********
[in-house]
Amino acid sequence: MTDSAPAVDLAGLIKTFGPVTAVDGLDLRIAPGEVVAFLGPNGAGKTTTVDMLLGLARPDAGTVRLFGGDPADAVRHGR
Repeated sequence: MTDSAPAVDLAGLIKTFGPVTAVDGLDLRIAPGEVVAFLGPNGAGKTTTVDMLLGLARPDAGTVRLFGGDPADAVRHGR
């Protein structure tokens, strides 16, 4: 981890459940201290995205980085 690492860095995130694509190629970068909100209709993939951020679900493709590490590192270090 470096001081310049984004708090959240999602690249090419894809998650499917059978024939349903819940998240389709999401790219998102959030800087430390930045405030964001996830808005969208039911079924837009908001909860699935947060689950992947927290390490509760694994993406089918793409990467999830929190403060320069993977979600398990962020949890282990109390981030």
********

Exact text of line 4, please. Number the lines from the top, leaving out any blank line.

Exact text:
């Protein structure tokens, strides 16, 4: 981890459940201290995205980085 690492860095995130694509190629970068909100209709993939951020679900493709590490590192270090 470096001081310049984004708090959240999602690249090419894809998650499917059978024939349903819940998240389709999401790219998102959030800087430390930045405030964001996830808005969208039911079924837009908001909860699935947060689950992947927290390490509760694994993406089918793409990467999830929190403060320069993977979600398990962020949890282990109390981030």